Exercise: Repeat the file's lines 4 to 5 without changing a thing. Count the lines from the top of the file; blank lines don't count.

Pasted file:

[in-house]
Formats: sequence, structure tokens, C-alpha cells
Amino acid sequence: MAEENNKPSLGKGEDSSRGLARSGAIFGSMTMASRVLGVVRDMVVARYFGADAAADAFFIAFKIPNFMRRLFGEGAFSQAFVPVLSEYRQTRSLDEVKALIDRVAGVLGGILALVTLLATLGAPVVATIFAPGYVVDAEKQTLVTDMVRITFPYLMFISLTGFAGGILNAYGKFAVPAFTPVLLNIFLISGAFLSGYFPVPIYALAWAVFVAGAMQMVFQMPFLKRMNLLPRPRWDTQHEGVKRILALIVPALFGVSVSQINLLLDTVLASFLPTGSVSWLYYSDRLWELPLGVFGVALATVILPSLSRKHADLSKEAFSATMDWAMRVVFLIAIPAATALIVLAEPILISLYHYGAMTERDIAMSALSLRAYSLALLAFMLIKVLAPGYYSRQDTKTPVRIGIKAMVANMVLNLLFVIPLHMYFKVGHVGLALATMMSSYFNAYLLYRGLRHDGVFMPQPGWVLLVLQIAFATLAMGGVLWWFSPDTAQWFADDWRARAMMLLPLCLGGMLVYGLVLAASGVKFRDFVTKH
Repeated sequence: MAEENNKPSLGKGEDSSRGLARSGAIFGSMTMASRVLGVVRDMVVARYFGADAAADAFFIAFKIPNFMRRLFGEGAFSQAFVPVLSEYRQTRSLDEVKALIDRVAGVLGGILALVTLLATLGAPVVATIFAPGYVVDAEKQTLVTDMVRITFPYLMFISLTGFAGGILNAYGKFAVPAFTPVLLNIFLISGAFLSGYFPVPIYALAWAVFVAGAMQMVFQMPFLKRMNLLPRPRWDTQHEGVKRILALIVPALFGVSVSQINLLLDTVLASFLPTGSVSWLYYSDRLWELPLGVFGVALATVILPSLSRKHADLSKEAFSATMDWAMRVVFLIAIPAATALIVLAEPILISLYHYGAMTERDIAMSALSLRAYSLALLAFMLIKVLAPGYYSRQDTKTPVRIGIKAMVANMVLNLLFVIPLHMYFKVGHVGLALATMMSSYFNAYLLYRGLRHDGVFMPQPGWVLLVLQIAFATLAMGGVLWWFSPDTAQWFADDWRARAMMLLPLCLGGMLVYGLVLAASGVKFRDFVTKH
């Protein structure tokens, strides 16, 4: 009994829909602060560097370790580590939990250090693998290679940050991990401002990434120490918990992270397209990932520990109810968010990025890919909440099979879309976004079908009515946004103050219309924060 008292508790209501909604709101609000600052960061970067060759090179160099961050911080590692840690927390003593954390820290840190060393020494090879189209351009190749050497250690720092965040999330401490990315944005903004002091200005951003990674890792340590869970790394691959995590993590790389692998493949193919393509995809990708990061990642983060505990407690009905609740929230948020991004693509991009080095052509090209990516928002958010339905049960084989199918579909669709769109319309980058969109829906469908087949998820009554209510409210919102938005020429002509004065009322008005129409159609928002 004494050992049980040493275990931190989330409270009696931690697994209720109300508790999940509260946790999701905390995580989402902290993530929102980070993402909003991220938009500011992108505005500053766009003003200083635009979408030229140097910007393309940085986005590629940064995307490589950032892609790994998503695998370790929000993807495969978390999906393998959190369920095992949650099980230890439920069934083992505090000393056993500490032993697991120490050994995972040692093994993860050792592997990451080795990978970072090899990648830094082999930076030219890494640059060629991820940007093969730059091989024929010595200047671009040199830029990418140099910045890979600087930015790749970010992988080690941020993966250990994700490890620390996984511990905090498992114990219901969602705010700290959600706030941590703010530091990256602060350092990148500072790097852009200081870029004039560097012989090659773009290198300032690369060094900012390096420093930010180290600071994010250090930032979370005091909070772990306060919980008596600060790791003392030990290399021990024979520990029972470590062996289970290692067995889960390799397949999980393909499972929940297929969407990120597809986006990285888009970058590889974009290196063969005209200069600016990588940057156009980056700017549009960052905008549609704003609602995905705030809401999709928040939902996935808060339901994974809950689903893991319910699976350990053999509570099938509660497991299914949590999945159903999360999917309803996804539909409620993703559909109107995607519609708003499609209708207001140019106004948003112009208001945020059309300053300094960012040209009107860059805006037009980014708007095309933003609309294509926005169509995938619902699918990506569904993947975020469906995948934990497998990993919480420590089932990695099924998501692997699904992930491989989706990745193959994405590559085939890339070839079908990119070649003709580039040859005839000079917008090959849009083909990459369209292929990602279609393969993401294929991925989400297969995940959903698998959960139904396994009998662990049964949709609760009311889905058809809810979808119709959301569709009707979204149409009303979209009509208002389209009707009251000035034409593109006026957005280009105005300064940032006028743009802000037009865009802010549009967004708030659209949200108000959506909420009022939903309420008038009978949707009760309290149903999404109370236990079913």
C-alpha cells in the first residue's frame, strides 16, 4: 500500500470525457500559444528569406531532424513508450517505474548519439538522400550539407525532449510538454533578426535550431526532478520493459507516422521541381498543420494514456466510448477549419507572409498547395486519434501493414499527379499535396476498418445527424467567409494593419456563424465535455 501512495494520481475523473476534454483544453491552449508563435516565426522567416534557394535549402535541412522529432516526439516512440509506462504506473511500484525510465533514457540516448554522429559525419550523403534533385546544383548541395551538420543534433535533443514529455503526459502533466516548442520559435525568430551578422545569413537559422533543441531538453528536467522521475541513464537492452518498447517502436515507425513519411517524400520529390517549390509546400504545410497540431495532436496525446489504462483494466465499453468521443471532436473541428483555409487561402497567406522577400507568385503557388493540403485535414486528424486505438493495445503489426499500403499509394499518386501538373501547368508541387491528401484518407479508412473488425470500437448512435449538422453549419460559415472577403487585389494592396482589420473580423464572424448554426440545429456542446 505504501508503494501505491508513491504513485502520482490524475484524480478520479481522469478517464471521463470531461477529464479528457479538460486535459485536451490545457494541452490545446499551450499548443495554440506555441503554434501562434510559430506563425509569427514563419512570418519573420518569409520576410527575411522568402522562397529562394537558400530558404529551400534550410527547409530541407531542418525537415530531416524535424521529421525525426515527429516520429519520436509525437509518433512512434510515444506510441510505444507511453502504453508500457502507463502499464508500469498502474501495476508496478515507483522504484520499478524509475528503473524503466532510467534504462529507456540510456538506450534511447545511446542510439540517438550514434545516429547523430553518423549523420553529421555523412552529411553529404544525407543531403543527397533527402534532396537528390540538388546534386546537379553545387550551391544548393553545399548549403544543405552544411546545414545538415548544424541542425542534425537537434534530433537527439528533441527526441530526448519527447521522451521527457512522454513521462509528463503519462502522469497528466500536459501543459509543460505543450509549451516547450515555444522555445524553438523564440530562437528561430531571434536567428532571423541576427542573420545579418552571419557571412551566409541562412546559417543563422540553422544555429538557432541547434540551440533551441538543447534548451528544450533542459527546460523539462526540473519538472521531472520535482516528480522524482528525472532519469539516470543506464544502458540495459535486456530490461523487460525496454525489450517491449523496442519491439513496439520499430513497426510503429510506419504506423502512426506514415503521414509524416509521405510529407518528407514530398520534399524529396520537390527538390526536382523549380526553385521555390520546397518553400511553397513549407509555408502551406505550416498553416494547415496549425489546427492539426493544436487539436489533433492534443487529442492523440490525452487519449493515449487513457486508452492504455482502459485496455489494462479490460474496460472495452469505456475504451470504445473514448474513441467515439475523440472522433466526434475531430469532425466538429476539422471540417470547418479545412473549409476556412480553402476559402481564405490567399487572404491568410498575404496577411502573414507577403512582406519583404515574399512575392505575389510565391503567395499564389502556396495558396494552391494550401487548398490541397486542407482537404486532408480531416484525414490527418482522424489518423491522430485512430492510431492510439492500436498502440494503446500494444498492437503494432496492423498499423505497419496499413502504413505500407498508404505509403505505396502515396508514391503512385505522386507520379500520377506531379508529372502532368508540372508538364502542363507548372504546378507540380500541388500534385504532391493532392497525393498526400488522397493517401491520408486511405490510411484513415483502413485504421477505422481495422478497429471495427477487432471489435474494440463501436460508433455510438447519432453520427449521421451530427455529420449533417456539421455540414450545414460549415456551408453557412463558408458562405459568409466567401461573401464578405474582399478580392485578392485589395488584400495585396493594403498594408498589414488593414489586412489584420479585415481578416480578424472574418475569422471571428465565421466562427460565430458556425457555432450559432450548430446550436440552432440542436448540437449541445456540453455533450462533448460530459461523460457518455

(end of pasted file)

Repeated sequence: MAEENNKPSLGKGEDSSRGLARSGAIFGSMTMASRVLGVVRDMVVARYFGADAAADAFFIAFKIPNFMRRLFGEGAFSQAFVPVLSEYRQTRSLDEVKALIDRVAGVLGGILALVTLLATLGAPVVATIFAPGYVVDAEKQTLVTDMVRITFPYLMFISLTGFAGGILNAYGKFAVPAFTPVLLNIFLISGAFLSGYFPVPIYALAWAVFVAGAMQMVFQMPFLKRMNLLPRPRWDTQHEGVKRILALIVPALFGVSVSQINLLLDTVLASFLPTGSVSWLYYSDRLWELPLGVFGVALATVILPSLSRKHADLSKEAFSATMDWAMRVVFLIAIPAATALIVLAEPILISLYHYGAMTERDIAMSALSLRAYSLALLAFMLIKVLAPGYYSRQDTKTPVRIGIKAMVANMVLNLLFVIPLHMYFKVGHVGLALATMMSSYFNAYLLYRGLRHDGVFMPQPGWVLLVLQIAFATLAMGGVLWWFSPDTAQWFADDWRARAMMLLPLCLGGMLVYGLVLAASGVKFRDFVTKH
């Protein structure tokens, strides 16, 4: 009994829909602060560097370790580590939990250090693998290679940050991990401002990434120490918990992270397209990932520990109810968010990025890919909440099979879309976004079908009515946004103050219309924060 008292508790209501909604709101609000600052960061970067060759090179160099961050911080590692840690927390003593954390820290840190060393020494090879189209351009190749050497250690720092965040999330401490990315944005903004002091200005951003990674890792340590869970790394691959995590993590790389692998493949193919393509995809990708990061990642983060505990407690009905609740929230948020991004693509991009080095052509090209990516928002958010339905049960084989199918579909669709769109319309980058969109829906469908087949998820009554209510409210919102938005020429002509004065009322008005129409159609928002 004494050992049980040493275990931190989330409270009696931690697994209720109300508790999940509260946790999701905390995580989402902290993530929102980070993402909003991220938009500011992108505005500053766009003003200083635009979408030229140097910007393309940085986005590629940064995307490589950032892609790994998503695998370790929000993807495969978390999906393998959190369920095992949650099980230890439920069934083992505090000393056993500490032993697991120490050994995972040692093994993860050792592997990451080795990978970072090899990648830094082999930076030219890494640059060629991820940007093969730059091989024929010595200047671009040199830029990418140099910045890979600087930015790749970010992988080690941020993966250990994700490890620390996984511990905090498992114990219901969602705010700290959600706030941590703010530091990256602060350092990148500072790097852009200081870029004039560097012989090659773009290198300032690369060094900012390096420093930010180290600071994010250090930032979370005091909070772990306060919980008596600060790791003392030990290399021990024979520990029972470590062996289970290692067995889960390799397949999980393909499972929940297929969407990120597809986006990285888009970058590889974009290196063969005209200069600016990588940057156009980056700017549009960052905008549609704003609602995905705030809401999709928040939902996935808060339901994974809950689903893991319910699976350990053999509570099938509660497991299914949590999945159903999360999917309803996804539909409620993703559909109107995607519609708003499609209708207001140019106004948003112009208001945020059309300053300094960012040209009107860059805006037009980014708007095309933003609309294509926005169509995938619902699918990506569904993947975020469906995948934990497998990993919480420590089932990695099924998501692997699904992930491989989706990745193959994405590559085939890339070839079908990119070649003709580039040859005839000079917008090959849009083909990459369209292929990602279609393969993401294929991925989400297969995940959903698998959960139904396994009998662990049964949709609760009311889905058809809810979808119709959301569709009707979204149409009303979209009509208002389209009707009251000035034409593109006026957005280009105005300064940032006028743009802000037009865009802010549009967004708030659209949200108000959506909420009022939903309420008038009978949707009760309290149903999404109370236990079913």